Abstract

It is known both theoretically and experimentally that the energy gap in polar crystals decreases with temperature, the change being about 0.0005 ev/deg. It is shown that one effect of this change is that phosphorescent decay measurements at different temperatures give indicated oscillation frequencies for trapped electrons which are too high by a factor of the order of 100. Since these apparent frequencies are already several orders of magnitude less than crystal oscillation frequencies, the indications are that the electron frequencies are not closely connected with crystal oscillation frequencies. It is shown further that the variation of energy gap with temperature may account for the few cases where thermal activation energies are larger than optical activation energies.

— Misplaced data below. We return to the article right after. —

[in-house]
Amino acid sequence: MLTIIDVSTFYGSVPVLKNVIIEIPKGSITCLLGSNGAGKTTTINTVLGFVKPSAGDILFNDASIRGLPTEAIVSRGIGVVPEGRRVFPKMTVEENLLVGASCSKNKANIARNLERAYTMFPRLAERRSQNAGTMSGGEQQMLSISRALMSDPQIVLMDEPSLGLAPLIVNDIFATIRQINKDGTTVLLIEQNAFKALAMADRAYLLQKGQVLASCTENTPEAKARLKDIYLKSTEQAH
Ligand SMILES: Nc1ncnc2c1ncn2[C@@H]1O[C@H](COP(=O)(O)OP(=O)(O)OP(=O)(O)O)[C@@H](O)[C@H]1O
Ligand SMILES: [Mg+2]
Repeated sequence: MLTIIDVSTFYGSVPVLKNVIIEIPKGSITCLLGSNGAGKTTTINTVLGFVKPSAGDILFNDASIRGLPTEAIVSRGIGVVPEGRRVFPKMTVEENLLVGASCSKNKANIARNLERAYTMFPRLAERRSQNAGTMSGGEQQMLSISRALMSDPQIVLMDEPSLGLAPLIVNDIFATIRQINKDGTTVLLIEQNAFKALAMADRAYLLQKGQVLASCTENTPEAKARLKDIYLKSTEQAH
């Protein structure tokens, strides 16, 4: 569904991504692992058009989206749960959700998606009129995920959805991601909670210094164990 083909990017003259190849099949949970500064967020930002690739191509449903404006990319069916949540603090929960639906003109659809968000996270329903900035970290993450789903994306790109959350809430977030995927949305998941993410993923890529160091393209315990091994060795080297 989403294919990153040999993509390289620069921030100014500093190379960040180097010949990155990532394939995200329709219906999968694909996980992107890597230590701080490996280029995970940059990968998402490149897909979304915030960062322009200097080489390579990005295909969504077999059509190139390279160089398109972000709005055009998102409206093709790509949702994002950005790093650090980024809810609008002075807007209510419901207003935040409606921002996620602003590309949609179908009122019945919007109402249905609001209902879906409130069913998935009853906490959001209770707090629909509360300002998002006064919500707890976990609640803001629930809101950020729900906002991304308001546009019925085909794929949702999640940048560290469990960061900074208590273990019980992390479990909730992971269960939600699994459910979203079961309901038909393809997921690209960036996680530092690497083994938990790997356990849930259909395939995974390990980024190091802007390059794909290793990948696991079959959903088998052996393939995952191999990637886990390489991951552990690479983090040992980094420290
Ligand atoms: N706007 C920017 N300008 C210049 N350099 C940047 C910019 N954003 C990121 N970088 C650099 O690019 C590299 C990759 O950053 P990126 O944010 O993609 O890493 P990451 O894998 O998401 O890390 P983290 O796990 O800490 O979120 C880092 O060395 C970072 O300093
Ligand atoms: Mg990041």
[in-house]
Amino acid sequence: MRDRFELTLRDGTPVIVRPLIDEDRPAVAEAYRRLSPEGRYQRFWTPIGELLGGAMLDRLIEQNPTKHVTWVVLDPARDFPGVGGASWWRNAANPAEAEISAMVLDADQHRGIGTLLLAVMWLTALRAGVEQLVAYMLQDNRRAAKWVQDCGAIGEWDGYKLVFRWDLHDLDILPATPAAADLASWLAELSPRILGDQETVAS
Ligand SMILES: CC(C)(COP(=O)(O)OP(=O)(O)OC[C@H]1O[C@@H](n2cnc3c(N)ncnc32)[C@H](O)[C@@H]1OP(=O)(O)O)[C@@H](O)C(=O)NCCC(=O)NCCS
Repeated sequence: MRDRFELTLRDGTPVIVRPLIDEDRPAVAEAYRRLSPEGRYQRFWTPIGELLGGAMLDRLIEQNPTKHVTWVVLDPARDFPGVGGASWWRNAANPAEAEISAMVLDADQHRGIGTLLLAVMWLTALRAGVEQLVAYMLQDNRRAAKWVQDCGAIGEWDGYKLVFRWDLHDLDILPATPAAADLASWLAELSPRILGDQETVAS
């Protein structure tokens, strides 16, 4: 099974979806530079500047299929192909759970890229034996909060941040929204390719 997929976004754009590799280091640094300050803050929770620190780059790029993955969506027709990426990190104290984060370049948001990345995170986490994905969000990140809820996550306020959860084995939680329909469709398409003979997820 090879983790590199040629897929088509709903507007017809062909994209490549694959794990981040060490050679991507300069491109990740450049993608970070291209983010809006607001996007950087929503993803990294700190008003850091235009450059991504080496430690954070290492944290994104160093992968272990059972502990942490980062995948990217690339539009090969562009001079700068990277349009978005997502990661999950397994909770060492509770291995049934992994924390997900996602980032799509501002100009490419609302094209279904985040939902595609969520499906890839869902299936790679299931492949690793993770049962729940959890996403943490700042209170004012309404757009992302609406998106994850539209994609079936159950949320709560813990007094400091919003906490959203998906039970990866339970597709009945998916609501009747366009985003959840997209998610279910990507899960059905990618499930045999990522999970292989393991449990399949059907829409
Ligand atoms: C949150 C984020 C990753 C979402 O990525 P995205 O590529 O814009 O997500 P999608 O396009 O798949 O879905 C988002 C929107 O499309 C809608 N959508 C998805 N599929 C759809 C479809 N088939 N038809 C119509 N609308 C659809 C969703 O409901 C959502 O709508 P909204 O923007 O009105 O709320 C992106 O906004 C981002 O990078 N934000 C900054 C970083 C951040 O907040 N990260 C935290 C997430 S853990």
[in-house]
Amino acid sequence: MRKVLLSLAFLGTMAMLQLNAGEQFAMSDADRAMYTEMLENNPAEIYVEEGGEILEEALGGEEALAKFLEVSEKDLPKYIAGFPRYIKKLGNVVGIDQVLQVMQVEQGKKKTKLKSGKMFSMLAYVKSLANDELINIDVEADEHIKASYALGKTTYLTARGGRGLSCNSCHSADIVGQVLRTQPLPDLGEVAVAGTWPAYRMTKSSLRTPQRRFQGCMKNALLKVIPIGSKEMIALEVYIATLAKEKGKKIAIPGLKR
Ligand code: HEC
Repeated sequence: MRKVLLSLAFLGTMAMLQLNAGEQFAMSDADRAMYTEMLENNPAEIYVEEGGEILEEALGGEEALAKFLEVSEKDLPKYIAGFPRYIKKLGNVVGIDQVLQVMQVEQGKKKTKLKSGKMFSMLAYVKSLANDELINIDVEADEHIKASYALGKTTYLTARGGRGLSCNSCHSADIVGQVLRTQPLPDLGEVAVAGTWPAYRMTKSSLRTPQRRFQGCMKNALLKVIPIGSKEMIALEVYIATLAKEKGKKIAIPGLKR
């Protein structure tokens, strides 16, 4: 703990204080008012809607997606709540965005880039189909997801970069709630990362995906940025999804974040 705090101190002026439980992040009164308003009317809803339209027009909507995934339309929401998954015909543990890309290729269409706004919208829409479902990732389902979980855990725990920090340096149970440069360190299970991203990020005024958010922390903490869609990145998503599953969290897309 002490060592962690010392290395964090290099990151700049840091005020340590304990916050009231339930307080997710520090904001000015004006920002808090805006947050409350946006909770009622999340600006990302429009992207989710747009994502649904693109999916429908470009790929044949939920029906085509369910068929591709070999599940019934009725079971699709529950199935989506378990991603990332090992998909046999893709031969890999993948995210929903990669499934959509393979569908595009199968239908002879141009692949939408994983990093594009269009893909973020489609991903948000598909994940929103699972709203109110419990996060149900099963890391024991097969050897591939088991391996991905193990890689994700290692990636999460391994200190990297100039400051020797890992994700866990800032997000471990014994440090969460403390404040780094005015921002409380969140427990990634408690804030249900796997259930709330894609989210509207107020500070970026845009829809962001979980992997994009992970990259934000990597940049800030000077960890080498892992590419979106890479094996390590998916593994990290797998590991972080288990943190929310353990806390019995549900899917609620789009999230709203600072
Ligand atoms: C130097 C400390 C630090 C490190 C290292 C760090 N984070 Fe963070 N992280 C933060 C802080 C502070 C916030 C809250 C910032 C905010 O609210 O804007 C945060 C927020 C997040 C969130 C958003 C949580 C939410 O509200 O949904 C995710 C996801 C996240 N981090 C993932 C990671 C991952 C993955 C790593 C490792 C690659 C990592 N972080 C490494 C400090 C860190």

© 1953 Optical Society of America

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